Jews And Christians In Shakespeare's The Merchant Of Venice

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One of Shakespeare’s many renowned plays, ‘’The Merchant Of Venice’’ represents two social groups, Jews and Christians. The play shines a light upon their differences and creates a sense of contrast. They are separated by two factors, religion and wealth, Jews being less valued due to their religion. Through characterisation, they are represented dependant on their social status as well as what social group they are classified within. The play is indicative of an identity, which defines jews and christians through different social positions and classes, aiming to please the Elizabethan audience that attended Shakespeare's plays. We encounter Shylock, a character that is in many ways presented as a villain through his actions and other character’s perception of him. Although, one can question if this is due to a prejudice through their eyes based on religion, and one is left in a villain or victim dilemma. Other characters also depict that Jews could only be accepted if a conversion occurs to Christianity. Through Shakespeare’s characterisation with the use of diction and dialogue throughout the play, there is a contrast developed between Jews’ and Christians’ status and power, this gives us an insight of how…show more content…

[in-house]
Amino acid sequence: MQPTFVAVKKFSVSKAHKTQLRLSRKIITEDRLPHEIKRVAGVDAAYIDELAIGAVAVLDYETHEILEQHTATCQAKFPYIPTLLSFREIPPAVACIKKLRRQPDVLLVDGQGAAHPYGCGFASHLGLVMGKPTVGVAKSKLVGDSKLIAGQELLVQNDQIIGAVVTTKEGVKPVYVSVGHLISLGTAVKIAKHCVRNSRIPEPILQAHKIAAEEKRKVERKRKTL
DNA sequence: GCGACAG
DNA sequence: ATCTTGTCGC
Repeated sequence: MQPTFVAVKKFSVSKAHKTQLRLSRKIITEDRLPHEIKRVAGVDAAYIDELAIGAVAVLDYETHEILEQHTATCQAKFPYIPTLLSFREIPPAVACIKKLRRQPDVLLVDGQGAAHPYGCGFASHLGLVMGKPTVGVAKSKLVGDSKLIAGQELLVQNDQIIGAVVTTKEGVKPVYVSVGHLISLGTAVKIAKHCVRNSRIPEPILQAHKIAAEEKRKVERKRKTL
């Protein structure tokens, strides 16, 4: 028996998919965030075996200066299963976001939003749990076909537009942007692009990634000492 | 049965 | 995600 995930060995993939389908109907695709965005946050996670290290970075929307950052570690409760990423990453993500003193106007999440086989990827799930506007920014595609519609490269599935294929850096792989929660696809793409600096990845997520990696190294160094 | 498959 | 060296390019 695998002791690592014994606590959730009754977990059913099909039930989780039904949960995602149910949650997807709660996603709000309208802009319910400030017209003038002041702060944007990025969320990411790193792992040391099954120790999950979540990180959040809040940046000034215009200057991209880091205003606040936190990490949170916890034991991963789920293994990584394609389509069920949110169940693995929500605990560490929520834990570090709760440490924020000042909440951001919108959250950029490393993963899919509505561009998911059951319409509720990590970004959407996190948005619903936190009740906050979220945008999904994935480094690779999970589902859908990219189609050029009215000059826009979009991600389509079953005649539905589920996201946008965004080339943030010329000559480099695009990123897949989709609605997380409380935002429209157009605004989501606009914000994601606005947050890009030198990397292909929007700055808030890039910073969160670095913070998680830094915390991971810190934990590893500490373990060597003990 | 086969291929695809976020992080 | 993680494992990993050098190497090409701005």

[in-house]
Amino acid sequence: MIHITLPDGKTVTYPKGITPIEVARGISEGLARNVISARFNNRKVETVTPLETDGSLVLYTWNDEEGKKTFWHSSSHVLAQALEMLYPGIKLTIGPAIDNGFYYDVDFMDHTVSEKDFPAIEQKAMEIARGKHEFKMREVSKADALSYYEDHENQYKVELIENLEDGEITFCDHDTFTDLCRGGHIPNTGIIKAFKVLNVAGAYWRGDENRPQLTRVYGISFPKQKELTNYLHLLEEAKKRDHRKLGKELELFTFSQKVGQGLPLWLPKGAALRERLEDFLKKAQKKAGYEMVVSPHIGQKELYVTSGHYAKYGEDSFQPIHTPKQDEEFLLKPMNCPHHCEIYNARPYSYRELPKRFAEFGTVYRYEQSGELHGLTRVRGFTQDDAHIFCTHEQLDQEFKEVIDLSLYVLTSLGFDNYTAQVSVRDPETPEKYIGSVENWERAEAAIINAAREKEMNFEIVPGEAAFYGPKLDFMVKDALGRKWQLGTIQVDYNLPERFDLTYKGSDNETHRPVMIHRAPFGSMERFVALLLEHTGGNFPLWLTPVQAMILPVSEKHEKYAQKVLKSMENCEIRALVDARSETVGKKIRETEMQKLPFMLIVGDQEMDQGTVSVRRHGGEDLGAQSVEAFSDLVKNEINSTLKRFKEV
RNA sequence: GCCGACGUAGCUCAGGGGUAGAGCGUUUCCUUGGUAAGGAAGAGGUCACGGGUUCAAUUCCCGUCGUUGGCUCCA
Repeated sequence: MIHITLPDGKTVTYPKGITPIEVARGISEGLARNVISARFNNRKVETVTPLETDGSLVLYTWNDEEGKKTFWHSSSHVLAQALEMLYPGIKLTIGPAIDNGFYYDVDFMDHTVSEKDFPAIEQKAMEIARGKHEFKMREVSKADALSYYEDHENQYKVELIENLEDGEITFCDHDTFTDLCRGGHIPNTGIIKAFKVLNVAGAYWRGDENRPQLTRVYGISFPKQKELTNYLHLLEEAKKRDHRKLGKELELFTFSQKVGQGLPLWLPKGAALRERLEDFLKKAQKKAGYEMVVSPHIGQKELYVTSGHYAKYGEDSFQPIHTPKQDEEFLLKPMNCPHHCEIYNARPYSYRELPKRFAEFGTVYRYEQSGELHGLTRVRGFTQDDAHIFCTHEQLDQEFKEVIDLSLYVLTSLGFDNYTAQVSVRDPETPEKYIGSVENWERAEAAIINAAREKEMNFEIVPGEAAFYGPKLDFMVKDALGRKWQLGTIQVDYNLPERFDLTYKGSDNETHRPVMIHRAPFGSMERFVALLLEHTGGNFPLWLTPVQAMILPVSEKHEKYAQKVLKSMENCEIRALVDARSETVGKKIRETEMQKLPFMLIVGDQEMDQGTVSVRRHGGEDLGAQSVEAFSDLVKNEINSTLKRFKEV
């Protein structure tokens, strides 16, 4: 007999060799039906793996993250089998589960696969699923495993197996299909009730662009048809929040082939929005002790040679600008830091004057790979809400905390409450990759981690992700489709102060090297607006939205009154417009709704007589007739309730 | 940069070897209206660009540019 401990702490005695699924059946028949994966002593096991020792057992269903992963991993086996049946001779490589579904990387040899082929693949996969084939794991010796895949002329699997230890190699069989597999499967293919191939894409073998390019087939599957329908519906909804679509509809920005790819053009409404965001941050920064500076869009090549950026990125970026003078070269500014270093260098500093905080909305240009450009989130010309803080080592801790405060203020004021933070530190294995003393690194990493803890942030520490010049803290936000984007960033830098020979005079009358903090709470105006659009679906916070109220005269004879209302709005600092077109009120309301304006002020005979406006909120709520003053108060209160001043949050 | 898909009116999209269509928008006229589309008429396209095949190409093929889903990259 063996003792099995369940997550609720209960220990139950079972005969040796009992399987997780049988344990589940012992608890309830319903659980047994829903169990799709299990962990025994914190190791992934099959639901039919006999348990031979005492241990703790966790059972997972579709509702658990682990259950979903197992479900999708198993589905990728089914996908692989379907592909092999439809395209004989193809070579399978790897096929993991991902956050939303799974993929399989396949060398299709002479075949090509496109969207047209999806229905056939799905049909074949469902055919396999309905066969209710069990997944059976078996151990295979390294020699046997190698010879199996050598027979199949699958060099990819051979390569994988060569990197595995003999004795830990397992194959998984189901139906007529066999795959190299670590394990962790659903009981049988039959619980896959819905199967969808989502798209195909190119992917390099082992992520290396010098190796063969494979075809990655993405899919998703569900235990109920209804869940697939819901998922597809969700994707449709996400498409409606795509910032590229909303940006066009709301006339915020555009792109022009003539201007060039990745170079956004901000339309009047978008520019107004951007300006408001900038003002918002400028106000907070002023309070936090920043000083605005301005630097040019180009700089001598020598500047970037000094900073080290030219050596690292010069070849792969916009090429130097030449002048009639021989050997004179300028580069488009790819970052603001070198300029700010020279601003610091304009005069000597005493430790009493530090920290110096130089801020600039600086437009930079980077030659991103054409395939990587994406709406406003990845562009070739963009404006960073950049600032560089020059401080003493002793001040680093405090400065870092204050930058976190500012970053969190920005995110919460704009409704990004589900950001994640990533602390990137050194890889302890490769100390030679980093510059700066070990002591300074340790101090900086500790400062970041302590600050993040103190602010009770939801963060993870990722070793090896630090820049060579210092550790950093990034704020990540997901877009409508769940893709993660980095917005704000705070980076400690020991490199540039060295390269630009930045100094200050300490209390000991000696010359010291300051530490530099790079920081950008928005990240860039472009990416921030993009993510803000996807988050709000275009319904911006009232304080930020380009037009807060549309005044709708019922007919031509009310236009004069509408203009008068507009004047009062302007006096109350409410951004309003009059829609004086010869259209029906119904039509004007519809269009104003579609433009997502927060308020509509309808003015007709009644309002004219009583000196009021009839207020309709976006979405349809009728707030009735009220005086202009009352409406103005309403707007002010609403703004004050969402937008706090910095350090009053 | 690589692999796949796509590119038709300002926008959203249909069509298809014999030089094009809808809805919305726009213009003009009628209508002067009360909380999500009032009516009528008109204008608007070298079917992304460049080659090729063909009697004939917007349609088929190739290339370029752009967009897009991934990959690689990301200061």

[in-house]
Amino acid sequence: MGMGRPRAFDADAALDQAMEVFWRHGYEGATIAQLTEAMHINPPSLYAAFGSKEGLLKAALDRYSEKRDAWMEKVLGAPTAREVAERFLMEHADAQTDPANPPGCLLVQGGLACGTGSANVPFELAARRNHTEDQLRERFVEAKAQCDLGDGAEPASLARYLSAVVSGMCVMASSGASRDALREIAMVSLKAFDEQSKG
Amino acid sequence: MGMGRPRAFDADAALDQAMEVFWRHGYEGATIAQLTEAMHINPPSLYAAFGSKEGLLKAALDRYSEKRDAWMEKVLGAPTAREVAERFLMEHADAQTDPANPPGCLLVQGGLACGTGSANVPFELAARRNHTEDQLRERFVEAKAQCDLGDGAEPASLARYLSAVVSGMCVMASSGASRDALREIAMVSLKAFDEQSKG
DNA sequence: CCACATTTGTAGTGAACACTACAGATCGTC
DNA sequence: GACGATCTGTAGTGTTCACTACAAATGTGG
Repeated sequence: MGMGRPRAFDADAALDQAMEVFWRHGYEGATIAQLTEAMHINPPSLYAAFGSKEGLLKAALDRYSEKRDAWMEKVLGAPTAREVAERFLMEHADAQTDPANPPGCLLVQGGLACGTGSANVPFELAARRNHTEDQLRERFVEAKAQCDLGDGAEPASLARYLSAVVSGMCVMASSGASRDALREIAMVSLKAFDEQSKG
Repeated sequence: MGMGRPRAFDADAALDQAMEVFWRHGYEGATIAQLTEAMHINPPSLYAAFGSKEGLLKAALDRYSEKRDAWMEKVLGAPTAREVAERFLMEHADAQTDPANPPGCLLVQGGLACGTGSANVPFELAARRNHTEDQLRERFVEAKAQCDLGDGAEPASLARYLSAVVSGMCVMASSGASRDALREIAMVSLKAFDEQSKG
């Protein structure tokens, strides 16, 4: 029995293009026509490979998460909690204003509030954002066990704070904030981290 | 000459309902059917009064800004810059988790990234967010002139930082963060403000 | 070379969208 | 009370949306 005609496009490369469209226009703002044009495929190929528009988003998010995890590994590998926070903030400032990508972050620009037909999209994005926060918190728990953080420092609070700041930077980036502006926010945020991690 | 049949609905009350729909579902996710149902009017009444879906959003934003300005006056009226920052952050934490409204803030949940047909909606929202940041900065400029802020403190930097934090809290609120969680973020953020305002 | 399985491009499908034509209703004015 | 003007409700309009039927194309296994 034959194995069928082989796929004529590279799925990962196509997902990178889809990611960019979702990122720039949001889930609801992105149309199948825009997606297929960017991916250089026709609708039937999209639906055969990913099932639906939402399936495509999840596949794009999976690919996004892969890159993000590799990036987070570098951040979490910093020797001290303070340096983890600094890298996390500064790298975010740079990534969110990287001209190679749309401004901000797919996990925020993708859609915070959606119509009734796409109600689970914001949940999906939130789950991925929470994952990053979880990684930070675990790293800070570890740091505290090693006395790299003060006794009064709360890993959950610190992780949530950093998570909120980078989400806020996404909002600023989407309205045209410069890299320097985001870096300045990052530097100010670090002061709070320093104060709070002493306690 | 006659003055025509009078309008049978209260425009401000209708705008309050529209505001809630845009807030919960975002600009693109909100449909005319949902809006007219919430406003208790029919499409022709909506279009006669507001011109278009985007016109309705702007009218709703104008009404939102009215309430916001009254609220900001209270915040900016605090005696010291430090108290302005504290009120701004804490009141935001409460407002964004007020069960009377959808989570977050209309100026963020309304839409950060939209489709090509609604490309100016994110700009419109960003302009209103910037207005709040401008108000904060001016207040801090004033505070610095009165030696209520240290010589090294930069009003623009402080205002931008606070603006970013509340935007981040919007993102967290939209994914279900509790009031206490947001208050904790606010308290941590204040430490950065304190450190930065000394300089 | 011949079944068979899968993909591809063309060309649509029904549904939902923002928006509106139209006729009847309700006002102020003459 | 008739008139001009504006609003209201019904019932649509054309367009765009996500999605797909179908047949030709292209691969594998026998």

It was these social conflicts and classes that caused social divides within society during the Elizabethan Era, in which The Merchant Of Venice takes place. Considering the fact that Shakespeare characterised Shylock’s identity as part of a religious group, this evidently shows the prejudice held against Jews at the time and the desire to for the playwright to please the Elizabethan audience. Until late 1500’s, the Jewish population was practically non existent, and they were solely valued by by monetarily, likewise as to how Shylock was forced to pay almost all of his money to the

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